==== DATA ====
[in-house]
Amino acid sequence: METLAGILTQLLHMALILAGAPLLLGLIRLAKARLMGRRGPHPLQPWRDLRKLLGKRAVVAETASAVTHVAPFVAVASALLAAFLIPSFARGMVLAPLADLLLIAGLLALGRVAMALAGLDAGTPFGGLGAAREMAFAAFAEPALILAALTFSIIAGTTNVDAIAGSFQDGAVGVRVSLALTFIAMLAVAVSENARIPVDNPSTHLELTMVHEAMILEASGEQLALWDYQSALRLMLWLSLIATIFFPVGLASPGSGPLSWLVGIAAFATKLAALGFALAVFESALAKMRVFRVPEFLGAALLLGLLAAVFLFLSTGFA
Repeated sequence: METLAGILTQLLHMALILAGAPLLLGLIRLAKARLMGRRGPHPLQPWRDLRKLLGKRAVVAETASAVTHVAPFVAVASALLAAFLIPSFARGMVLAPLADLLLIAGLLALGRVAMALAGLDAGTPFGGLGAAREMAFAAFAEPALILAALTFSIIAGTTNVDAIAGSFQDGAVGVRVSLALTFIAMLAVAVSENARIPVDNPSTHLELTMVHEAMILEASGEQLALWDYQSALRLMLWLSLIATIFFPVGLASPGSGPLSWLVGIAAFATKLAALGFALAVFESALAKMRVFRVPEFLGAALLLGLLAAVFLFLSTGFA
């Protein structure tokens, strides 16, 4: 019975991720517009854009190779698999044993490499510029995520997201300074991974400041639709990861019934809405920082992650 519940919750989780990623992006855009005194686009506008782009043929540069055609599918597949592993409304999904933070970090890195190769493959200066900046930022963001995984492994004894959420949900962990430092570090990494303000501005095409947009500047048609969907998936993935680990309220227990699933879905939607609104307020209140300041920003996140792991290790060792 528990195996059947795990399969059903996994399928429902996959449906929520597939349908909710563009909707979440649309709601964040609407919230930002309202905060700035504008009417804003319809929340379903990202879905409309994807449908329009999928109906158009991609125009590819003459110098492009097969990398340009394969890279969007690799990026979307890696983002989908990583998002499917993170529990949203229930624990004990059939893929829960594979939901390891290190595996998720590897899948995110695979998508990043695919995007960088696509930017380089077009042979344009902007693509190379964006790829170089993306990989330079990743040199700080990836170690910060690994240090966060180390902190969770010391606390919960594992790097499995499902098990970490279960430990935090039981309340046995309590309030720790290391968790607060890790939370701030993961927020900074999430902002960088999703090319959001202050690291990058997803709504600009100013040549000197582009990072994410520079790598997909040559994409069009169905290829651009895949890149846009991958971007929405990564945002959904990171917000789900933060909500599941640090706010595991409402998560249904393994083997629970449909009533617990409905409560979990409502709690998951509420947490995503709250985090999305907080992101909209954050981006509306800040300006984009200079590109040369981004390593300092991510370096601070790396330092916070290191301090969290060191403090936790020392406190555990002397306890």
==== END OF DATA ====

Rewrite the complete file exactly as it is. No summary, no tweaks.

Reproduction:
[in-house]
Amino acid sequence: METLAGILTQLLHMALILAGAPLLLGLIRLAKARLMGRRGPHPLQPWRDLRKLLGKRAVVAETASAVTHVAPFVAVASALLAAFLIPSFARGMVLAPLADLLLIAGLLALGRVAMALAGLDAGTPFGGLGAAREMAFAAFAEPALILAALTFSIIAGTTNVDAIAGSFQDGAVGVRVSLALTFIAMLAVAVSENARIPVDNPSTHLELTMVHEAMILEASGEQLALWDYQSALRLMLWLSLIATIFFPVGLASPGSGPLSWLVGIAAFATKLAALGFALAVFESALAKMRVFRVPEFLGAALLLGLLAAVFLFLSTGFA
Repeated sequence: METLAGILTQLLHMALILAGAPLLLGLIRLAKARLMGRRGPHPLQPWRDLRKLLGKRAVVAETASAVTHVAPFVAVASALLAAFLIPSFARGMVLAPLADLLLIAGLLALGRVAMALAGLDAGTPFGGLGAAREMAFAAFAEPALILAALTFSIIAGTTNVDAIAGSFQDGAVGVRVSLALTFIAMLAVAVSENARIPVDNPSTHLELTMVHEAMILEASGEQLALWDYQSALRLMLWLSLIATIFFPVGLASPGSGPLSWLVGIAAFATKLAALGFALAVFESALAKMRVFRVPEFLGAALLLGLLAAVFLFLSTGFA
């Protein structure tokens, strides 16, 4: 019975991720517009854009190779698999044993490499510029995520997201300074991974400041639709990861019934809405920082992650 519940919750989780990623992006855009005194686009506008782009043929540069055609599918597949592993409304999904933070970090890195190769493959200066900046930022963001995984492994004894959420949900962990430092570090990494303000501005095409947009500047048609969907998936993935680990309220227990699933879905939607609104307020209140300041920003996140792991290790060792 528990195996059947795990399969059903996994399928429902996959449906929520597939349908909710563009909707979440649309709601964040609407919230930002309202905060700035504008009417804003319809929340379903990202879905409309994807449908329009999928109906158009991609125009590819003459110098492009097969990398340009394969890279969007690799990026979307890696983002989908990583998002499917993170529990949203229930624990004990059939893929829960594979939901390891290190595996998720590897899948995110695979998508990043695919995007960088696509930017380089077009042979344009902007693509190379964006790829170089993306990989330079990743040199700080990836170690910060690994240090966060180390902190969770010391606390919960594992790097499995499902098990970490279960430990935090039981309340046995309590309030720790290391968790607060890790939370701030993961927020900074999430902002960088999703090319959001202050690291990058997803709504600009100013040549000197582009990072994410520079790598997909040559994409069009169905290829651009895949890149846009991958971007929405990564945002959904990171917000789900933060909500599941640090706010595991409402998560249904393994083997629970449909009533617990409905409560979990409502709690998951509420947490995503709250985090999305907080992101909209954050981006509306800040300006984009200079590109040369981004390593300092991510370096601070790396330092916070290191301090969290060191403090936790020392406190555990002397306890």